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Apprentice farm worker avoids jail after kicking cow in face and stamping on new-born calf

A teenager has been banned from keeping and working with livestock for two years after kicking and stamping on cow and calf. 


Lauren   Dean

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Lauren   Dean
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Apprentice farm worker given 12-week sentence for animal cruelty

More than 25 minutes were spent kicking a newly calved cow in the face and kicking her new-born calf before ‘throwing it to the ground’ and stamping on it seven times.

 

Owen Daniel Patrick Nichol, 17, of Buckland Road, Taunton was sentenced earlier today (April 26) at Taunton Magistrates’ Court for causing unnecessary suffering to the animals.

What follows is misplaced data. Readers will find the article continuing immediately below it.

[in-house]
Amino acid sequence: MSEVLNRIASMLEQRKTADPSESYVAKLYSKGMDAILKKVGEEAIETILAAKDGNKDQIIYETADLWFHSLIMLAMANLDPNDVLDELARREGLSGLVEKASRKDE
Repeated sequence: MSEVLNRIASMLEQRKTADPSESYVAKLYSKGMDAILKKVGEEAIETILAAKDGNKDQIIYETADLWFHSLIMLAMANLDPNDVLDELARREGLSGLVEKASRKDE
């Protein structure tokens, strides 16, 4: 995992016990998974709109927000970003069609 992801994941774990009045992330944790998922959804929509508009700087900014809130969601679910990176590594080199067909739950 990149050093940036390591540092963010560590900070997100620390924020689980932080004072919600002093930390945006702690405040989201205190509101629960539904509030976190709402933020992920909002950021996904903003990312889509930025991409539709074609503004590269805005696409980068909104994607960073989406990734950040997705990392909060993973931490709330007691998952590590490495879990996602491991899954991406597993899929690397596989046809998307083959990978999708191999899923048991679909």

The stockman was also filmed hitting the cow with a metal gate.

 

RSPCA inspector John Pollock said the cruelty was ‘unacceptable’.

 

He said: “It showed a prolonged attack on defenceless animals who should not have been subjected to such treatment.

 

Anger

“The cows and calves in the footage were in the care of Nichol who instead of helping them directed anger and violence towards them.”

 

Mr Nichol blamed his actions on the fact he had split up with his girlfriend four months earlier and said his grandmother had been unwell.

 

He previously pleaded guilty on December 8 2016 to causing unnecessary suffering to one or more cows through hitting and kicking and causing unnecessary suffering to one or more calves by throwing, kicking and stamping under section 4 of the Animal Welfare Act.

 

The incident at Pyrlands Farm, Taunton, in December last year was branded the ‘worst ever’ animal cruelty attack in the last 35 years.

 

Dr Toni Shephard, Animal Equality’s UK director, said: “We thank the RSPCA for prosecuting this case so swiftly. Our only frustration is that UK law does not permit stronger sentences for animal abuse.”

 

Nichol was later dismissed from the farm where he was working as an apprentice through college.

 

He was fined £415 in costs and victim surcharge and given a 150 community order.


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